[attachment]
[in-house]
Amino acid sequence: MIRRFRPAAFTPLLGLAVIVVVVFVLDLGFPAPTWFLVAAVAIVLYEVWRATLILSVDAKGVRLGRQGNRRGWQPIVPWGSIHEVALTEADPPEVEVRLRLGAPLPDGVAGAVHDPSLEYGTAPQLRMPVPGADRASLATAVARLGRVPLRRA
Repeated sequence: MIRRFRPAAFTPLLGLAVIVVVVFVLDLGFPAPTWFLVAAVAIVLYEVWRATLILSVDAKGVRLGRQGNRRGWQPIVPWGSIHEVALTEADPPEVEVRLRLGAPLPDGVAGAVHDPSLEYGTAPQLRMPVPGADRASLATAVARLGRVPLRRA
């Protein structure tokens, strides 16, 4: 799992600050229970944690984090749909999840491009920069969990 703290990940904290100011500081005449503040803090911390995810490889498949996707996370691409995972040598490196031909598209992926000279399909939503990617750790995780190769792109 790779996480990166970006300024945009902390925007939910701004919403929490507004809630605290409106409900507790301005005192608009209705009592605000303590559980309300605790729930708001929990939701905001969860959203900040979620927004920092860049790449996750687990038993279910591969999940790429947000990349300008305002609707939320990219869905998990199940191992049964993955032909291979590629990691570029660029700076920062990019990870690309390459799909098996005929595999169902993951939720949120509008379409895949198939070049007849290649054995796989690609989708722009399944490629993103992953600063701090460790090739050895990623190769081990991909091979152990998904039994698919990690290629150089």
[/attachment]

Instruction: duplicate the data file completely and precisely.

[in-house]
Amino acid sequence: MIRRFRPAAFTPLLGLAVIVVVVFVLDLGFPAPTWFLVAAVAIVLYEVWRATLILSVDAKGVRLGRQGNRRGWQPIVPWGSIHEVALTEADPPEVEVRLRLGAPLPDGVAGAVHDPSLEYGTAPQLRMPVPGADRASLATAVARLGRVPLRRA
Repeated sequence: MIRRFRPAAFTPLLGLAVIVVVVFVLDLGFPAPTWFLVAAVAIVLYEVWRATLILSVDAKGVRLGRQGNRRGWQPIVPWGSIHEVALTEADPPEVEVRLRLGAPLPDGVAGAVHDPSLEYGTAPQLRMPVPGADRASLATAVARLGRVPLRRA
């Protein structure tokens, strides 16, 4: 799992600050229970944690984090749909999840491009920069969990 703290990940904290100011500081005449503040803090911390995810490889498949996707996370691409995972040598490196031909598209992926000279399909939503990617750790995780190769792109 790779996480990166970006300024945009902390925007939910701004919403929490507004809630605290409106409900507790301005005192608009209705009592605000303590559980309300605790729930708001929990939701905001969860959203900040979620927004920092860049790449996750687990038993279910591969999940790429947000990349300008305002609707939320990219869905998990199940191992049964993955032909291979590629990691570029660029700076920062990019990870690309390459799909098996005929595999169902993951939720949120509008379409895949198939070049007849290649054995796989690609989708722009399944490629993103992953600063701090460790090739050895990623190769081990991909091979152990998904039994698919990690290629150089």